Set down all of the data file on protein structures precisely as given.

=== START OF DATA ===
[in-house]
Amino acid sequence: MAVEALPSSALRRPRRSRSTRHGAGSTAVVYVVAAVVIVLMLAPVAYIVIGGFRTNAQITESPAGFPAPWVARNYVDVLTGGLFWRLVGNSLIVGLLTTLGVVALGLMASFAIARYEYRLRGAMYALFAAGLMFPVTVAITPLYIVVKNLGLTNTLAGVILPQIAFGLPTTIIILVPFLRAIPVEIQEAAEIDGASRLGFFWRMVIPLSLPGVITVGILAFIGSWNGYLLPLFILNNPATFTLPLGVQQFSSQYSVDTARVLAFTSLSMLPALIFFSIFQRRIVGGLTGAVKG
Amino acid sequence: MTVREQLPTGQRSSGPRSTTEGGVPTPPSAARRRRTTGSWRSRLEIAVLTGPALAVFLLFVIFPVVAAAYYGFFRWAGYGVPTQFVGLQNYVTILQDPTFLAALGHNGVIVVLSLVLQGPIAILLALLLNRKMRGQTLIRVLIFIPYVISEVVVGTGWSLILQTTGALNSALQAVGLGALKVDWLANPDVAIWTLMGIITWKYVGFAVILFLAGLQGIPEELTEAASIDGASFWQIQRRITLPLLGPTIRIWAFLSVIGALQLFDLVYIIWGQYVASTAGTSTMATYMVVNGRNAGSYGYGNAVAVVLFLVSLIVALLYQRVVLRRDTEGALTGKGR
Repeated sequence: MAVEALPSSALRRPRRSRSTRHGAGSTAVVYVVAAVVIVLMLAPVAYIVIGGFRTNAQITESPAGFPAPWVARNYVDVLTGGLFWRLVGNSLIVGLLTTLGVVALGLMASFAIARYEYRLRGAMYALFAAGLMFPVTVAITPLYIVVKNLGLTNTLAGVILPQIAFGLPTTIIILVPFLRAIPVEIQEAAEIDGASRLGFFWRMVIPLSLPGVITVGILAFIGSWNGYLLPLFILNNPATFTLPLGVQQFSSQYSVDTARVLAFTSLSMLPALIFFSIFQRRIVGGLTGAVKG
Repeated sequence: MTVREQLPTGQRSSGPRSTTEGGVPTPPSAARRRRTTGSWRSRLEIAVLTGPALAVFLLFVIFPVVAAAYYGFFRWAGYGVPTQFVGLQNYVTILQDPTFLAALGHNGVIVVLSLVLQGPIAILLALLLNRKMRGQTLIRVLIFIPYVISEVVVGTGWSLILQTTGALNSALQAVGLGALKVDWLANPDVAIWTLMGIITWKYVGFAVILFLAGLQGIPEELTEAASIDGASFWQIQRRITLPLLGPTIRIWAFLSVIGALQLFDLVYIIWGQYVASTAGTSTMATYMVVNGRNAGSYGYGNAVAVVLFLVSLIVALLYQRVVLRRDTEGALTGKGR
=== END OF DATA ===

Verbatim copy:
[in-house]
Amino acid sequence: MAVEALPSSALRRPRRSRSTRHGAGSTAVVYVVAAVVIVLMLAPVAYIVIGGFRTNAQITESPAGFPAPWVARNYVDVLTGGLFWRLVGNSLIVGLLTTLGVVALGLMASFAIARYEYRLRGAMYALFAAGLMFPVTVAITPLYIVVKNLGLTNTLAGVILPQIAFGLPTTIIILVPFLRAIPVEIQEAAEIDGASRLGFFWRMVIPLSLPGVITVGILAFIGSWNGYLLPLFILNNPATFTLPLGVQQFSSQYSVDTARVLAFTSLSMLPALIFFSIFQRRIVGGLTGAVKG
Amino acid sequence: MTVREQLPTGQRSSGPRSTTEGGVPTPPSAARRRRTTGSWRSRLEIAVLTGPALAVFLLFVIFPVVAAAYYGFFRWAGYGVPTQFVGLQNYVTILQDPTFLAALGHNGVIVVLSLVLQGPIAILLALLLNRKMRGQTLIRVLIFIPYVISEVVVGTGWSLILQTTGALNSALQAVGLGALKVDWLANPDVAIWTLMGIITWKYVGFAVILFLAGLQGIPEELTEAASIDGASFWQIQRRITLPLLGPTIRIWAFLSVIGALQLFDLVYIIWGQYVASTAGTSTMATYMVVNGRNAGSYGYGNAVAVVLFLVSLIVALLYQRVVLRRDTEGALTGKGR
Repeated sequence: MAVEALPSSALRRPRRSRSTRHGAGSTAVVYVVAAVVIVLMLAPVAYIVIGGFRTNAQITESPAGFPAPWVARNYVDVLTGGLFWRLVGNSLIVGLLTTLGVVALGLMASFAIARYEYRLRGAMYALFAAGLMFPVTVAITPLYIVVKNLGLTNTLAGVILPQIAFGLPTTIIILVPFLRAIPVEIQEAAEIDGASRLGFFWRMVIPLSLPGVITVGILAFIGSWNGYLLPLFILNNPATFTLPLGVQQFSSQYSVDTARVLAFTSLSMLPALIFFSIFQRRIVGGLTGAVKG
Repeated sequence: MTVREQLPTGQRSSGPRSTTEGGVPTPPSAARRRRTTGSWRSRLEIAVLTGPALAVFLLFVIFPVVAAAYYGFFRWAGYGVPTQFVGLQNYVTILQDPTFLAALGHNGVIVVLSLVLQGPIAILLALLLNRKMRGQTLIRVLIFIPYVISEVVVGTGWSLILQTTGALNSALQAVGLGALKVDWLANPDVAIWTLMGIITWKYVGFAVILFLAGLQGIPEELTEAASIDGASFWQIQRRITLPLLGPTIRIWAFLSVIGALQLFDLVYIIWGQYVASTAGTSTMATYMVVNGRNAGSYGYGNAVAVVLFLVSLIVALLYQRVVLRRDTEGALTGKGR